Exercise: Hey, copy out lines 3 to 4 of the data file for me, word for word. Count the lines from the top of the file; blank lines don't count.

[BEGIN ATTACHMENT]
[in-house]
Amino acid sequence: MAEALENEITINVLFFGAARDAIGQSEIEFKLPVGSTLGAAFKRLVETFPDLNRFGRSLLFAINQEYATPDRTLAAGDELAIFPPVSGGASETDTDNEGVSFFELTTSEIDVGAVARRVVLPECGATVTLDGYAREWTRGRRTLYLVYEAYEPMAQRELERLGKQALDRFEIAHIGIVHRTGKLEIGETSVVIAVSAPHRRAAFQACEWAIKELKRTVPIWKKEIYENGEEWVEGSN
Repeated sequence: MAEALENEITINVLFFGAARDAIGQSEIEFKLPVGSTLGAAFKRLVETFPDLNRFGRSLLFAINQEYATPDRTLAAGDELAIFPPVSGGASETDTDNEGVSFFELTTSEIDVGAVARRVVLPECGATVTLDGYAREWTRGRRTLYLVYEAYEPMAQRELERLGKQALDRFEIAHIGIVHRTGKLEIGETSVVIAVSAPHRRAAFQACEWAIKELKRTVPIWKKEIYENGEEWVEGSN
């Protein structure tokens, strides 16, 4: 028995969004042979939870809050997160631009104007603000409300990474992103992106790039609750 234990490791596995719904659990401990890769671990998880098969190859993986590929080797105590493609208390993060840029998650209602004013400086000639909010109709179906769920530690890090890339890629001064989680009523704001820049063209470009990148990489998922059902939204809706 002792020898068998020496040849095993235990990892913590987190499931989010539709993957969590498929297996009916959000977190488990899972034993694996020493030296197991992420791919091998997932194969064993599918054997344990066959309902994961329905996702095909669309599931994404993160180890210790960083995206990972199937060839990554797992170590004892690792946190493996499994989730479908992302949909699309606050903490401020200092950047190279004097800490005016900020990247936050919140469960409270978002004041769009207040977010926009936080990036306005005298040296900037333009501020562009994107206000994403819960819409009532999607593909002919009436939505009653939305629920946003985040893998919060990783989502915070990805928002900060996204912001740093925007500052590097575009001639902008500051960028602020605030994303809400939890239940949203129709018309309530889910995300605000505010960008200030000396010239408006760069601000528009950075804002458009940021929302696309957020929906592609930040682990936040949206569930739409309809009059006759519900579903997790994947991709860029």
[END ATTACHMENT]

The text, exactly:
Repeated sequence: MAEALENEITINVLFFGAARDAIGQSEIEFKLPVGSTLGAAFKRLVETFPDLNRFGRSLLFAINQEYATPDRTLAAGDELAIFPPVSGGASETDTDNEGVSFFELTTSEIDVGAVARRVVLPECGATVTLDGYAREWTRGRRTLYLVYEAYEPMAQRELERLGKQALDRFEIAHIGIVHRTGKLEIGETSVVIAVSAPHRRAAFQACEWAIKELKRTVPIWKKEIYENGEEWVEGSN
């Protein structure tokens, strides 16, 4: 028995969004042979939870809050997160631009104007603000409300990474992103992106790039609750 234990490791596995719904659990401990890769671990998880098969190859993986590929080797105590493609208390993060840029998650209602004013400086000639909010109709179906769920530690890090890339890629001064989680009523704001820049063209470009990148990489998922059902939204809706 002792020898068998020496040849095993235990990892913590987190499931989010539709993957969590498929297996009916959000977190488990899972034993694996020493030296197991992420791919091998997932194969064993599918054997344990066959309902994961329905996702095909669309599931994404993160180890210790960083995206990972199937060839990554797992170590004892690792946190493996499994989730479908992302949909699309606050903490401020200092950047190279004097800490005016900020990247936050919140469960409270978002004041769009207040977010926009936080990036306005005298040296900037333009501020562009994107206000994403819960819409009532999607593909002919009436939505009653939305629920946003985040893998919060990783989502915070990805928002900060996204912001740093925007500052590097575009001639902008500051960028602020605030994303809400939890239940949203129709018309309530889910995300605000505010960008200030000396010239408006760069601000528009950075804002458009940021929302696309957020929906592609930040682990936040949206569930739409309809009059006759519900579903997790994947991709860029």